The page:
Love thriller with a touch of comedy and have a lot of respect for Gregory Peck, Alan Badel, Sophia Loren, Stanley Donen and Henry Mancini. Plus the comparisons to 'Charade', a wonderful film and the very definition of the distinction "The Hitchcock film that Hitchcock never made". So 'Arabesque' had a lot going for it.
Getting the inevitable and often made comparisons to 'Charade', and any made out to Hitchcock (such as 'North By Northwest') quickly out of the way, 'Charade' is the much better film. Neither is 'Arabesque' in the same league with Hitchcock at his best, like 'North By Northwest' is. Donen has also done better, with 'Charade' being one of them. With that being said, 'Arabesque' to me was a good enjoyable film in its own right, with lots to admire but it is not hard to see why it won't be everybody's cup of tea.
'Arabesque' could have been better. As good an actor Peck was, amazing at his best (like his performance for the ages as Atticus Finch in 'To King a Mockingbird'), he is completely out of his depth in this film. 'Roman Holiday' showed that he could handle comedy and romance well, but here he looks continually puzzled and is at his most uncomfortable looking since 'The Parradine Case', lacking the suavity, smoothness and urbane charm needed, things that, as much as it is regrettable that it's being said, Cary Grant would have pulled off perfectly (being the king of that acting style).
Story-wise, 'Arabesque' is intriguing and entertaining, but it is also over-convoluted with parts not feeling explored enough. There are too a few nonsensical scenes (like the fainting guard) that seemed to be an indication of parts being written or re-written in a rush. Kieron Moore's dialogue jars a little bit somewhat.
However, 'Arabesque' looks a dream, late 60s Technicolor has rarely looked this incredible. Have not seen cinematography this inventive in a long time, while the colours dazzle and the settings and costumes define glamorous to a tee. Henry Mancini's music score is typically luscious and jaunty in Mancini's own unmistakable way. Donen directs at a good pace.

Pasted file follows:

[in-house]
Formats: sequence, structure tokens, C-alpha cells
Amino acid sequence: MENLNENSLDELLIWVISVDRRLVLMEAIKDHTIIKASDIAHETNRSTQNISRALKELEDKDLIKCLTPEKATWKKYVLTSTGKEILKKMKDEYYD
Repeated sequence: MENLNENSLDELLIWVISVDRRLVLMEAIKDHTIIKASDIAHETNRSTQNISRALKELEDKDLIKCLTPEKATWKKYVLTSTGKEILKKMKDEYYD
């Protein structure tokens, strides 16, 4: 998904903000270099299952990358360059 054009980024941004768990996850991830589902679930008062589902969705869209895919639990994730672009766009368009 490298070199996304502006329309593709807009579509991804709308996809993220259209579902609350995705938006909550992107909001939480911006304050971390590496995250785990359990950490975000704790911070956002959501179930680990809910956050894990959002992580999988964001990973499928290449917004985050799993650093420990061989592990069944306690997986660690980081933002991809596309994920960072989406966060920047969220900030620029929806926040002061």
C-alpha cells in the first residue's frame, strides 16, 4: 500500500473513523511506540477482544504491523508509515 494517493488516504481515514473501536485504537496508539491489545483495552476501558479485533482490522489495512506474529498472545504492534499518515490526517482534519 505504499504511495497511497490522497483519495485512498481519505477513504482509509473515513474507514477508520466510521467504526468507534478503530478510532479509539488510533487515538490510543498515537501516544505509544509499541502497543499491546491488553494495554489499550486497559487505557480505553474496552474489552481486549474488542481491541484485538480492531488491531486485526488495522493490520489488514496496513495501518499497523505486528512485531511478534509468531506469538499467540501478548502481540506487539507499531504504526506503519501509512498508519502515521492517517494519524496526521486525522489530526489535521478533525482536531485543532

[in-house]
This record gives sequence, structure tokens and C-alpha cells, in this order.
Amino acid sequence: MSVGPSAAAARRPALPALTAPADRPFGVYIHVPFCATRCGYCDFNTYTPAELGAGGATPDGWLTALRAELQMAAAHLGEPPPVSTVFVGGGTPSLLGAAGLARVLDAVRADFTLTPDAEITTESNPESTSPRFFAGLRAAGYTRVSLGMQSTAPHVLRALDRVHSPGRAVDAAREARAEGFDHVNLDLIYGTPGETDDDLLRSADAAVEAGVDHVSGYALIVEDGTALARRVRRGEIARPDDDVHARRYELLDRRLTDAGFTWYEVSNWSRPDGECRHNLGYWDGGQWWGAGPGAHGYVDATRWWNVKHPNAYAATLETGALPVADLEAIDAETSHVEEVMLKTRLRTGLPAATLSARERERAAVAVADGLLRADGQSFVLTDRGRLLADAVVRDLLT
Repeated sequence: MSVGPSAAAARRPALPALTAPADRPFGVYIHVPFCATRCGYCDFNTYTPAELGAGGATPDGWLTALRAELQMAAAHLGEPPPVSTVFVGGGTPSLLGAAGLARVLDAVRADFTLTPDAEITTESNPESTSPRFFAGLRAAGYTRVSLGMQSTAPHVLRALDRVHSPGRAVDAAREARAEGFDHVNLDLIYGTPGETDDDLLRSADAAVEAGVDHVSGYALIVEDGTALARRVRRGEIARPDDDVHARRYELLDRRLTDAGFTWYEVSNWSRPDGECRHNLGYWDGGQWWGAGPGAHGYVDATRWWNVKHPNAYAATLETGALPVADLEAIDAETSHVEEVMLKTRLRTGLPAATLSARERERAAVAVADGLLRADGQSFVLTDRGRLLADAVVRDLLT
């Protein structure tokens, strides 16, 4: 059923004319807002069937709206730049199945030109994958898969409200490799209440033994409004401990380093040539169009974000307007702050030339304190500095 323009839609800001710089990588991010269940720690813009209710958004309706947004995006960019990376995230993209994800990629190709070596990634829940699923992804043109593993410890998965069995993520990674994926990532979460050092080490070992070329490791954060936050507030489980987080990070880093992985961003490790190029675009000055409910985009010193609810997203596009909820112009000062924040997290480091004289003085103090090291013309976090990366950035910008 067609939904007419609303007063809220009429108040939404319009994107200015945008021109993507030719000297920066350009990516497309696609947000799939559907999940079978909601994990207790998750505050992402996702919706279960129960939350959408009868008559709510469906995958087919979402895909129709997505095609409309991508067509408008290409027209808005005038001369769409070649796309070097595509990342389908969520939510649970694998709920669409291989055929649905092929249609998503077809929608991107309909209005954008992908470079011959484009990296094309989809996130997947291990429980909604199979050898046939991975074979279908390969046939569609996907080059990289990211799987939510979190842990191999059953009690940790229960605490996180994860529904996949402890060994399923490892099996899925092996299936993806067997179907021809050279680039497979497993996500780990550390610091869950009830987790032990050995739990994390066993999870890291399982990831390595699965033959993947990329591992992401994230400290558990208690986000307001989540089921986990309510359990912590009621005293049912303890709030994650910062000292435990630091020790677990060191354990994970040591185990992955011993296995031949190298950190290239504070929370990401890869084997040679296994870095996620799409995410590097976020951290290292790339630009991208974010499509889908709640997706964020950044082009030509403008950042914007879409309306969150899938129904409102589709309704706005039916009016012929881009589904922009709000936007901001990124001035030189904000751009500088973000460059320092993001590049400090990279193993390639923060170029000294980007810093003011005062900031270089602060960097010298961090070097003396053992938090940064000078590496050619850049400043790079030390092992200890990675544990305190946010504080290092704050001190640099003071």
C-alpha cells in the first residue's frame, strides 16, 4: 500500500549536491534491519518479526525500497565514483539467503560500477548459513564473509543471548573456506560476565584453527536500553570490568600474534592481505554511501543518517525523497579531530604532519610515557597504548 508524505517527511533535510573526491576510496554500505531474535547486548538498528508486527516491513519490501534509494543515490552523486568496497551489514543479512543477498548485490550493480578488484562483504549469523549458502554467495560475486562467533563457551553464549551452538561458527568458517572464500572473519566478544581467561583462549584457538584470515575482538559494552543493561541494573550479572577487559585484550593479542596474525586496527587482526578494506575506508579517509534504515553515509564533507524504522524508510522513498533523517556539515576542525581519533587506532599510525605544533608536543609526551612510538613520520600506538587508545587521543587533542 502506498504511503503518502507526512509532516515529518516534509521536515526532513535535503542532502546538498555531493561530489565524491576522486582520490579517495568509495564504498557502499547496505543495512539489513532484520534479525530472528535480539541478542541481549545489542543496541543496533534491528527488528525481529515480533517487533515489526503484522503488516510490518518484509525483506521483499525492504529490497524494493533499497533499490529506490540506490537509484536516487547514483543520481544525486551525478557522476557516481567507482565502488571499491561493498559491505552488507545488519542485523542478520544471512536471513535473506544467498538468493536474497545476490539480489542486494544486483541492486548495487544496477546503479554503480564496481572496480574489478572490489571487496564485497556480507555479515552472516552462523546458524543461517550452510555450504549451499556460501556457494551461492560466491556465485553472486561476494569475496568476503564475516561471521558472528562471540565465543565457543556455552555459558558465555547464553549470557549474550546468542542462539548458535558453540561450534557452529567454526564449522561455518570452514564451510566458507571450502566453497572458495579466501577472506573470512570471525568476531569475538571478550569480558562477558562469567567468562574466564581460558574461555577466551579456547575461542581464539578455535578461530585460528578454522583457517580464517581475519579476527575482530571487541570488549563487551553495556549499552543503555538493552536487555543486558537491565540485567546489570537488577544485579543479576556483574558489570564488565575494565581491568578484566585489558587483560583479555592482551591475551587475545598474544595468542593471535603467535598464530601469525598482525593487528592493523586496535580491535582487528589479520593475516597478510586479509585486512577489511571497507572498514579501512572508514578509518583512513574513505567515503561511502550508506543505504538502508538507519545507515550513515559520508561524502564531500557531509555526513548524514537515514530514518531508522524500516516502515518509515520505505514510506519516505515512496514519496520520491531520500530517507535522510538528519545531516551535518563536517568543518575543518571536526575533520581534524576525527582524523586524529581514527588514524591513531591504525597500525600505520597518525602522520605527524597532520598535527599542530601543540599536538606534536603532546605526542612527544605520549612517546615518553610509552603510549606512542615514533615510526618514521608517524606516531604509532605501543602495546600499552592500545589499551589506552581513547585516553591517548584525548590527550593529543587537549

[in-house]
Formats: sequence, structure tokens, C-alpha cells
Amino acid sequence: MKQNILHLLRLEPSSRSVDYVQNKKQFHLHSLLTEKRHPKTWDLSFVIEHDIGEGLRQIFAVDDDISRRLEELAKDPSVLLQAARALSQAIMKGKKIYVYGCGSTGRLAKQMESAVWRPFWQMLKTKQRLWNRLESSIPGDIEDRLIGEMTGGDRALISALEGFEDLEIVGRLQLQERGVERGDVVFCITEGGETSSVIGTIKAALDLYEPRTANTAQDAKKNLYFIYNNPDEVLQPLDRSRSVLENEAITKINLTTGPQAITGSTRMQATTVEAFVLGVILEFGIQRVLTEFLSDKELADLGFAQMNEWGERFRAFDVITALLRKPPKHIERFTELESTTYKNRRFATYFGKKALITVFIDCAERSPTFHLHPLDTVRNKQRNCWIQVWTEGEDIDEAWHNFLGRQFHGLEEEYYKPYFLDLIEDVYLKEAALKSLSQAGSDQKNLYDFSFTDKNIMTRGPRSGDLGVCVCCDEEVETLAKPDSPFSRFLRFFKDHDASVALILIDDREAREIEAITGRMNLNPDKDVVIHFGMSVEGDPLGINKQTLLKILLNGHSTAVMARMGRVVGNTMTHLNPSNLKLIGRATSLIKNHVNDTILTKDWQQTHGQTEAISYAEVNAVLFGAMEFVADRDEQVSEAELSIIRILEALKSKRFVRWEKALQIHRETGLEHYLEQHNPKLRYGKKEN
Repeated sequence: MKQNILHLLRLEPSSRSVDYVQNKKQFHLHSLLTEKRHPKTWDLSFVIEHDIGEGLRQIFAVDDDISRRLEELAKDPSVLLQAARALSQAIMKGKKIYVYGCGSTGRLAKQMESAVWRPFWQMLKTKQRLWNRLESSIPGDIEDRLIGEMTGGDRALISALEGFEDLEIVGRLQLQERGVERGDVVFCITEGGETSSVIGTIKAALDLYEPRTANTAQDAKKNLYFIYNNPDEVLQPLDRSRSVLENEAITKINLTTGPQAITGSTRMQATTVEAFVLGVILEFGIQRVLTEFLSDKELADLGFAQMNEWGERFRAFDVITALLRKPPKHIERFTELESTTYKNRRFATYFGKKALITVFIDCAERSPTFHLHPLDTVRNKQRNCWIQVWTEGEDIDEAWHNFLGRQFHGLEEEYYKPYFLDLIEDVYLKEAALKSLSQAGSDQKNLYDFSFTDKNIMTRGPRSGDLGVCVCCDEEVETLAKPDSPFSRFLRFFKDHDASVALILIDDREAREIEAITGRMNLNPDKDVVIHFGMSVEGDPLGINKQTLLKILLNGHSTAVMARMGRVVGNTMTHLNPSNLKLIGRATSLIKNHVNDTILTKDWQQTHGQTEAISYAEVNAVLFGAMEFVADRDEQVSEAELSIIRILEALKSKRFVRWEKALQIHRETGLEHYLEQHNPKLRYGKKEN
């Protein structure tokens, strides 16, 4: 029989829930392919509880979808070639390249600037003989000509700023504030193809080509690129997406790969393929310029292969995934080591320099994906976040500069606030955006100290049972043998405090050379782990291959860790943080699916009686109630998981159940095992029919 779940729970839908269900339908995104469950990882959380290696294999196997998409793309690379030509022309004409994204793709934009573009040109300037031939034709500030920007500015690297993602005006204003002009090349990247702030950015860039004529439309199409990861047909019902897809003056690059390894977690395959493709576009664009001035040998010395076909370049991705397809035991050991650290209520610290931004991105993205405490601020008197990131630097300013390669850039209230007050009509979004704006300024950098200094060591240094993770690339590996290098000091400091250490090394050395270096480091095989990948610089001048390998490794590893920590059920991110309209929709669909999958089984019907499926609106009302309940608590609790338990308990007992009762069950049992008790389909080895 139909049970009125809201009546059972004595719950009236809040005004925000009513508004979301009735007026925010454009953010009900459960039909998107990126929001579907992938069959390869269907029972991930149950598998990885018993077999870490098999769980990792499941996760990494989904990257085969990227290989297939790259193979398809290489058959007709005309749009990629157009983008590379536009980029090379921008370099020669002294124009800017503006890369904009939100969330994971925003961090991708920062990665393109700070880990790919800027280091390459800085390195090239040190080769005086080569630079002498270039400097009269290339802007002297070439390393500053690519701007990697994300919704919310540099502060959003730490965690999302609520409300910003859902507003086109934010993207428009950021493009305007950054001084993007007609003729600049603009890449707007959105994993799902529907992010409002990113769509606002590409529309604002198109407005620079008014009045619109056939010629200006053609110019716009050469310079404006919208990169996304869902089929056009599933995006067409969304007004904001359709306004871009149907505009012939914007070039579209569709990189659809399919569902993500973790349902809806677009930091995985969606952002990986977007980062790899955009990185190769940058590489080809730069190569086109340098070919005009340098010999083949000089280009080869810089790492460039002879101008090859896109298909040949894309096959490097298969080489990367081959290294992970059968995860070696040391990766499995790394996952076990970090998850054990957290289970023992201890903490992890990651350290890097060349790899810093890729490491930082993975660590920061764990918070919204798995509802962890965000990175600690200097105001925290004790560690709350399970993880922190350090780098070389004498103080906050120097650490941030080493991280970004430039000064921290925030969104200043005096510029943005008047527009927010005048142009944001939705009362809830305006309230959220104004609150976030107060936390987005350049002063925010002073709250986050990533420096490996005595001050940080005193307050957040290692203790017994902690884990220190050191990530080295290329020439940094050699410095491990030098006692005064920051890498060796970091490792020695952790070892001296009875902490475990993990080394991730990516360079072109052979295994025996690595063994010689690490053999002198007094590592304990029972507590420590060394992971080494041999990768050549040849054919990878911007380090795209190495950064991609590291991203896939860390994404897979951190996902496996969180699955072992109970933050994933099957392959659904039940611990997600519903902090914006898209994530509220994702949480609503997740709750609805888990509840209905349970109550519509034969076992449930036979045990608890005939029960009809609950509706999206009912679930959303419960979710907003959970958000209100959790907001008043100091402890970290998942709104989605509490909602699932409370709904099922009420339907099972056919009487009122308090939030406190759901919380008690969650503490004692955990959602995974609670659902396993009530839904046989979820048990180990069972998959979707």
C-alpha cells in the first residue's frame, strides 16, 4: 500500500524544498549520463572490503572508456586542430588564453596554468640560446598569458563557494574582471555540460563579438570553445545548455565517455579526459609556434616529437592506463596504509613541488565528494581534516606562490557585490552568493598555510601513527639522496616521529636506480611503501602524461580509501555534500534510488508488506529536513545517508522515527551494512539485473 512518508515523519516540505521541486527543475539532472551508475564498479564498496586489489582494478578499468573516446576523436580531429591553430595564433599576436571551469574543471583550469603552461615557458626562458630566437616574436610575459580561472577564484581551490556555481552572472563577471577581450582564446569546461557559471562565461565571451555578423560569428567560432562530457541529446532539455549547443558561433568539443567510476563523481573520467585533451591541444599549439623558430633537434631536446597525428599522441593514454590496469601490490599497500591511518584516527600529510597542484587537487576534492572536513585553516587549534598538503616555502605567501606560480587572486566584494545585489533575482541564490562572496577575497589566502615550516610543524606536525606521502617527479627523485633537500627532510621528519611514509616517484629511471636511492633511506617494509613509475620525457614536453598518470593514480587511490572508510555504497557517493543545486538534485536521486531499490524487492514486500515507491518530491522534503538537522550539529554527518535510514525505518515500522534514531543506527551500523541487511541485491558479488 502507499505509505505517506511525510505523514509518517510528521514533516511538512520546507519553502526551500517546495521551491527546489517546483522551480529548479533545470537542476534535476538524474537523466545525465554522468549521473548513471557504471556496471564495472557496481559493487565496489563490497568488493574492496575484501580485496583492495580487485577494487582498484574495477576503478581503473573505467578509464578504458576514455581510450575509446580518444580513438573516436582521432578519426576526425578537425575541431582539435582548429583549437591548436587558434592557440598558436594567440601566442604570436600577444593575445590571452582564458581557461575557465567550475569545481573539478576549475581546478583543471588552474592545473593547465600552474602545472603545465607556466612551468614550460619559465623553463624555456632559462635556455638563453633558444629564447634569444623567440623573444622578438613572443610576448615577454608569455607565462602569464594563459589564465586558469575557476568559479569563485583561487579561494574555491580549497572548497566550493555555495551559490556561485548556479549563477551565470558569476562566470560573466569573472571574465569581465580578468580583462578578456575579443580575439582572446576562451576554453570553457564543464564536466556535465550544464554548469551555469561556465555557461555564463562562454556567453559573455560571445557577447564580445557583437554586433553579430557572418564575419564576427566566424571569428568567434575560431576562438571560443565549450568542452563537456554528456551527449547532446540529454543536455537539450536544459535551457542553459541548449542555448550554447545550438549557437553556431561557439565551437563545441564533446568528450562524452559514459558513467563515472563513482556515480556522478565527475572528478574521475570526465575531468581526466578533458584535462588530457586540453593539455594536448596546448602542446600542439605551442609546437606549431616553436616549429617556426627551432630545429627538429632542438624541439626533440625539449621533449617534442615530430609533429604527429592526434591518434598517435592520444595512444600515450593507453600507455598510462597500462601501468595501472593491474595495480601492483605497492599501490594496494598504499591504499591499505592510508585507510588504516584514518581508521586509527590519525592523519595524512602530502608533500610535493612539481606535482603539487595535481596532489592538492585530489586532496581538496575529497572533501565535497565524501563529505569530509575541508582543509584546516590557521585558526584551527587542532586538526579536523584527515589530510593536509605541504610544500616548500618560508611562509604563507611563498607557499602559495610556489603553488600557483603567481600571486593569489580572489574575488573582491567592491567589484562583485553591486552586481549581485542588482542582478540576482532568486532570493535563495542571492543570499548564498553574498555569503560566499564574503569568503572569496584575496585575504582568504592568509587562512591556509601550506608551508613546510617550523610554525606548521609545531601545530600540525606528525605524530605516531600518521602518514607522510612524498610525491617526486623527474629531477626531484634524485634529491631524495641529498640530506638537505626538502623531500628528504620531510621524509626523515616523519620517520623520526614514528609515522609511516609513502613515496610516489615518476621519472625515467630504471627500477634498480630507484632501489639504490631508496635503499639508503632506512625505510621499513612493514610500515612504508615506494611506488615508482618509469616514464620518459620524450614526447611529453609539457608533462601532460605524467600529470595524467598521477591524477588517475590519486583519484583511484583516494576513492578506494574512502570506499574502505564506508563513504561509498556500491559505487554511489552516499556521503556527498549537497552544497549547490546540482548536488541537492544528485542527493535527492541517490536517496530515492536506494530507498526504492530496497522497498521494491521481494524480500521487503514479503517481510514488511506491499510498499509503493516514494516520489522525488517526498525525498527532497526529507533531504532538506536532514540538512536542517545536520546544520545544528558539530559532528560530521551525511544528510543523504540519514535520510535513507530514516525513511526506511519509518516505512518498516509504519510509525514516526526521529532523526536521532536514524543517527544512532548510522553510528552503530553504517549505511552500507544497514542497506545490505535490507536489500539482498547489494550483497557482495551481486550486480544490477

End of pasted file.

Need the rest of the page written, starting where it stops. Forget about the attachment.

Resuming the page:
The script crackles in wit and sophistication while the story has enough entertainment value, tense suspense and intrigue to stick with it. Thanks to some memorable scenes, especially the incredibly clever opening titles sequence, the shower scene and the truly exciting climax.
Excepting Peck, the performances are very good. Sophia Loren has never looked more stunning or been this classy, while Alan Badel is oily menace incarnate. Moore is fun in his role despite some jarring dialogue.
Overall, good glamorous fun but with such amazing ingredients and assets it had the makings of a great film. 7/10 Bethany Cox
Professor David Pollock is an expert in ancient Arabic hieroglyphics. A Middle Eastern Prime Minister convinces Pollock to infiltrate the organization of a man named Beshraavi, who is involved in a plot against the Prime Minister. The nature of the plot is believed to be found in a hieroglyphic code. Beshraavi's mistress, Yasmin Azir is a mystery intertwined in the plot. Pollock needs her help, but when she repeatedly seems to double cross him in one escapade after another, he can't decide on whose side she is working. Ultimately working together, Pollock and Yasmin decipher the plot and set out to stop an assassination of the Prime Minister.
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February 22, 2015 at 01:31 AM